The absence of corporal punishment in American schools has led to chaos
Stabroek News
March 16, 2004

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Dear Editor,

The impetus for writing this letter is the most recent act of violence against a teacher but more than anything S. Ram's most illogical propositions in his letter captioned "Corporal punishment gives the wrong message" (14.3.2004). I agree with his/her position that striking children may teach them that violence is the solution to problems but I tell you that violent teachers in school are definitely not responsible for triggering violence in our society. It is in the absence of the so- called, teacher-perpetrated violence in school that we have had the most violence and disciplinary problems.

In Guyana where we have teacher violence in schools no child has ever shot a teacher nor bombed a school. It seems like we are swiftly heading for that place and we better turn things around while we still can. I do not posit that corporal punishment is the solution to all disciplinary problems nor that it is applicable in every instance. That would be ridiculous and I would be considered sadistic.

I definitely agree that striking a child for the incorrect answer or being late provided he cannot be held responsible is absolutely wrong. But tell me in instances where the student loiters and waits for the 'boom-boom bus' and consequently comes late what should be the solution. If I met my child loitering and his/her lateness is a consequence of the above practice I would not care if the penalty is corporal punishment for I may administer same should no reasonable alternative at getting the child to school sooner suffice to solve the problem or if reason fails. I was a teacher and would never agree to hitting the student for giving an incorrect answer. An incorrect answer only shows the child's failure to comprehend and the teacher's failure to impart effectively.

I would not like us to join the developed world as the writer suggests. I have been here for some three years as an education major and I guarantee that the developed world wants to turn around from the situation of tail wagging dog to one where the dog wags the tail. I agree that corporal punishment should be controlled and sanctioned by the Principal to prevent the excess which we see today.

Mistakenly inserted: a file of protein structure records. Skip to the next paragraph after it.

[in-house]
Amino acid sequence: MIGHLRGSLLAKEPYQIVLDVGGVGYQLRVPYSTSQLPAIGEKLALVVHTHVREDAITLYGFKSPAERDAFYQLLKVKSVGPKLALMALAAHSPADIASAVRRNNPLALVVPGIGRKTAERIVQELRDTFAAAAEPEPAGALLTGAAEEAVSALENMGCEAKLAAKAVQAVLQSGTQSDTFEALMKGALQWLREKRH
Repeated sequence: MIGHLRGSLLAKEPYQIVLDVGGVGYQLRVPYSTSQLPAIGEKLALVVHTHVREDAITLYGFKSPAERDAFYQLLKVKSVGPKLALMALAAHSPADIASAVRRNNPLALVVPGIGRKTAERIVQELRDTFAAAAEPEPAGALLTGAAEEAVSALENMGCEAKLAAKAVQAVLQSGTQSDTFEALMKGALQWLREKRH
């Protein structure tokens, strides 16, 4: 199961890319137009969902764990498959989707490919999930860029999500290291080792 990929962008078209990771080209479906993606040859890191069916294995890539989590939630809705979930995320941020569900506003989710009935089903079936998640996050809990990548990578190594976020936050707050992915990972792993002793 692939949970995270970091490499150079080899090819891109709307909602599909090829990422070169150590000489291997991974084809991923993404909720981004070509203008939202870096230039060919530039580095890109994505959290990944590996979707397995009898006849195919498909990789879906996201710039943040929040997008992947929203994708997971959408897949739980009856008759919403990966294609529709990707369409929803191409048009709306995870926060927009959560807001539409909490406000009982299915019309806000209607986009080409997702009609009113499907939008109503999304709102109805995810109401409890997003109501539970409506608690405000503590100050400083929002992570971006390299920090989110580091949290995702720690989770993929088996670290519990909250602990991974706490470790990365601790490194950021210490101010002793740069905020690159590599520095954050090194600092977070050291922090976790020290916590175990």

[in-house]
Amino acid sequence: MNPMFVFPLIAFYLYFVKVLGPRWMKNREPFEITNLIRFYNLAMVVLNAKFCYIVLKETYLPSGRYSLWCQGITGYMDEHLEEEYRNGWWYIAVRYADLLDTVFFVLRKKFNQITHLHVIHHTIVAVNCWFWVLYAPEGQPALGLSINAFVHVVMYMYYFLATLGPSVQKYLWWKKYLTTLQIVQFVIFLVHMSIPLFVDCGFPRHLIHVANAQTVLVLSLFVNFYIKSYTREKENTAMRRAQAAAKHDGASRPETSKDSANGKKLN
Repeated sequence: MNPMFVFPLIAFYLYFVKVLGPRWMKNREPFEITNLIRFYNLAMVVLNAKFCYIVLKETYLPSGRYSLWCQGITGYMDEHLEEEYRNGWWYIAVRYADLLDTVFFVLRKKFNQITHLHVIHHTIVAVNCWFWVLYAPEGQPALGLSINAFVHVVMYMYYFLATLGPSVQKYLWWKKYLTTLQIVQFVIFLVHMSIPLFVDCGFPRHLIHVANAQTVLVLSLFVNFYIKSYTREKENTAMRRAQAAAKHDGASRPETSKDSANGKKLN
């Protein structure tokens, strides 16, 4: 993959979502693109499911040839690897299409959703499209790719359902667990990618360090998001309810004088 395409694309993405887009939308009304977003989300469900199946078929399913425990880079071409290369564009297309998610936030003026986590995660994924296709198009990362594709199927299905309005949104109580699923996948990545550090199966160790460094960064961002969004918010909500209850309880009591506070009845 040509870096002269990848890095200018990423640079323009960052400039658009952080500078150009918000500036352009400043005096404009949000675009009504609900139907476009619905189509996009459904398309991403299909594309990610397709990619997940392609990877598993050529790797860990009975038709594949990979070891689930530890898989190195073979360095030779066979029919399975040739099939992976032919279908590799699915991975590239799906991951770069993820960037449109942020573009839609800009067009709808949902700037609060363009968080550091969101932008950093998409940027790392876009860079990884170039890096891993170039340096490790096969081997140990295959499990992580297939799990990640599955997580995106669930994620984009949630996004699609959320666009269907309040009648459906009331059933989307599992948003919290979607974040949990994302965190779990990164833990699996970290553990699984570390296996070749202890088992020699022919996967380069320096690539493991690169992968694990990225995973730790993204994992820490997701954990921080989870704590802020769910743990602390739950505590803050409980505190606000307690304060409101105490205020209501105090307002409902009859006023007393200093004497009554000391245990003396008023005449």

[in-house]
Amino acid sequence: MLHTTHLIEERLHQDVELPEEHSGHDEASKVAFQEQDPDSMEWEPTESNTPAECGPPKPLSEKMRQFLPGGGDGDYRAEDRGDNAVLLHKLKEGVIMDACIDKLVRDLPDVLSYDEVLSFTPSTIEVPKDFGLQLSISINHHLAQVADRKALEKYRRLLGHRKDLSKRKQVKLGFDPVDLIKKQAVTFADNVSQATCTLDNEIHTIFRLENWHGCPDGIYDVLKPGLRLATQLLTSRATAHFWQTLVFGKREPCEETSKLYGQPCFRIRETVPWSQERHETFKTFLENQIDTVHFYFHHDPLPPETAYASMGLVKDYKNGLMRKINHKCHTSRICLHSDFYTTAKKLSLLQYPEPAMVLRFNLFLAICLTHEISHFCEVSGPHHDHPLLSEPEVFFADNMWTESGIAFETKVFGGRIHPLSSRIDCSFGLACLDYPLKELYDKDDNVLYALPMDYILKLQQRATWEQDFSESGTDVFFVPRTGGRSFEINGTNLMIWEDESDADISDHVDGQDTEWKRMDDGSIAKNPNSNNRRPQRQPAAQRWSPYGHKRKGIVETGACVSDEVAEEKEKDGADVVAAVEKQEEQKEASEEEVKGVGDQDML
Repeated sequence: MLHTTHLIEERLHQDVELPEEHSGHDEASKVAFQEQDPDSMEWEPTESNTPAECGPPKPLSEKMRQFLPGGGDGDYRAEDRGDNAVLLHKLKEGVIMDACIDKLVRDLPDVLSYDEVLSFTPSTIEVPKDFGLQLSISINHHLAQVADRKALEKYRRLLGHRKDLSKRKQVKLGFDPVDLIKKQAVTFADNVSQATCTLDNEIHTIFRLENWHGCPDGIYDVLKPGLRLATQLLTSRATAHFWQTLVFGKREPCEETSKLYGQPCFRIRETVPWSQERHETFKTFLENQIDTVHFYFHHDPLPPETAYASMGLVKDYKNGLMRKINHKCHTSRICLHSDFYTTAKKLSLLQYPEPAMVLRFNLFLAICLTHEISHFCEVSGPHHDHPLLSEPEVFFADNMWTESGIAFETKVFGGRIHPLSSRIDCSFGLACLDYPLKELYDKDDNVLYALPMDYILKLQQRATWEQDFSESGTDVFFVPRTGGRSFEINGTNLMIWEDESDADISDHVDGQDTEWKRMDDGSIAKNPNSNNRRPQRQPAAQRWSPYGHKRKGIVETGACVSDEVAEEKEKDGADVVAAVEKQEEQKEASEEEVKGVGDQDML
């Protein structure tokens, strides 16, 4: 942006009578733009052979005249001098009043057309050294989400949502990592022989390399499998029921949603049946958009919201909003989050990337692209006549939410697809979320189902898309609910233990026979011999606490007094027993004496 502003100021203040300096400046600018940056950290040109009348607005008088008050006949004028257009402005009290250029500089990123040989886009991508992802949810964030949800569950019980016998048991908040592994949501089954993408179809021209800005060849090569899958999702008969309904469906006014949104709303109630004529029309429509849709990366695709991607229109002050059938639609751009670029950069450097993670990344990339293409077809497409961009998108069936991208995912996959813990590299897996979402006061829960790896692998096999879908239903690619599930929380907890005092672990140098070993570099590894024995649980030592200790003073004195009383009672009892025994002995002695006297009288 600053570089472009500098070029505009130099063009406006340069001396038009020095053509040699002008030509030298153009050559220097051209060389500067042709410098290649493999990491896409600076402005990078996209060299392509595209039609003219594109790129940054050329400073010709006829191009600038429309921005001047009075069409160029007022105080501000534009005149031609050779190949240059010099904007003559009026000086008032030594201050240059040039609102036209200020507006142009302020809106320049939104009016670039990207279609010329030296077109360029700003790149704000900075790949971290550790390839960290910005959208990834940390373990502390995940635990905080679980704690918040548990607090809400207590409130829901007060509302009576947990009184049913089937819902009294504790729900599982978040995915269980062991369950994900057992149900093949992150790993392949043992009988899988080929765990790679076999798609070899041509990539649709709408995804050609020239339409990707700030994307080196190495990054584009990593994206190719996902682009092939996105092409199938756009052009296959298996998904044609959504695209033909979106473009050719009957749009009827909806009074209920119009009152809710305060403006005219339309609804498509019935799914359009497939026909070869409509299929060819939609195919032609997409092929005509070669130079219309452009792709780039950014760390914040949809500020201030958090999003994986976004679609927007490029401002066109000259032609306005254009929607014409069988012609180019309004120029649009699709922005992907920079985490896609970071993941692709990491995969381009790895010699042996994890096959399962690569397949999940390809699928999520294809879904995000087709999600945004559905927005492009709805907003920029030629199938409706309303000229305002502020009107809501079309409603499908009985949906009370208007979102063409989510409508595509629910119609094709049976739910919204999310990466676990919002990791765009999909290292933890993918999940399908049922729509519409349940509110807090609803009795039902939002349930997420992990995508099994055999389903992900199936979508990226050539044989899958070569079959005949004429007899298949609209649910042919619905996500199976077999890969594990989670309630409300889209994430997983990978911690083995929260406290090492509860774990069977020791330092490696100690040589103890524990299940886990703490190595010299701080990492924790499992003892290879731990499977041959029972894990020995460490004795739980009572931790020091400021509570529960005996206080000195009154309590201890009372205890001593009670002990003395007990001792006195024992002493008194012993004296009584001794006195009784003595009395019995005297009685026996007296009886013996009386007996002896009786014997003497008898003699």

We should look to the developed world for models but their education system is nothing to emulate in some respects, particularly in the area of discipline. I attend one of the top 100 Liberal Arts Colleges in the USA and the level of literacy is appalling. It stems from the policy which we have recently adopted which declares Universal Secondary Education for all deserving or undeserving which is a sad, backward step. The student is protected from expulsion and in the face of repeated failure to progress is kept in school at taxpayers expense. Most of them cause other problems since negative attitudes are most contagious. Take it from someone who has been in the field teaching American children. Teaching in some parts of the USA is more dangerous than fire fighting. As Brother Eusi said, "When patwah cum outah trench watah an tell yuh seh hoorie gat feevah, believe am!" In the USA they wish it was the way it is in Guyana but without the excesses. When I become a parent I wish my children to be educated in no place but Guyana just for the discipline.

Let us reason and be realistic. We were all children at one time and we know there is a little bit of fear in respect. The adults that drove the fear of God into us we respect today as adults because we see their greater purpose in hindsight and they did not all do it by hitting, for every child does not respond to corporal punishment well. I know from experience both as a child and a teacher that provided the child feels the punishment is justified or he/she is deserving of it, there is no real known injury, emotional or otherwise, but there is content which may sound strange. Children are not always able to rationalize things I agree but this much I know that if the teacher is not cruel the child may not appreciate the punishment immediately but later he/she will. I shall not call any names but I look back at the times I was flogged at school and those teachers who did so when I felt I deserved it, I kiss the dirt they walk on. I am sure many feel this way. I feel great pity for persons who are persuaded by psychologists into thinking of the so called emotional scars, for we need to do our duty to children.

I am a cousin to the late Joseph and Austin Castello (Tookie and Boops) who founded Tutorial High School. They taught the likes of Captain Richards (Salvation Army trumpeter), Mr. Gregory Blyden (distinguished Chemistry teacher), Mr. Peter Britton and Justice Oslen Small (retired) to name a few. Uncle Austin as I heard used the cane profusely, which I do not support and advocate, but I wish you enquire of them concerning the emotional scars and the hatred they hold for the Castellos.

Humans constantly use theories to assume positions, but I wish them to examine the outcome of theories regarding the absence of corporal punishment, or simply examine the situation in the USA. Again I do not advocate the excessive but the judicious use of corporal punishment, for I am also well aware of means of discipline other than corporal punishment, but I am afraid that its complete abolition may potentially create a society we would not be able to live in.

Yours faithfully,

Paul Cort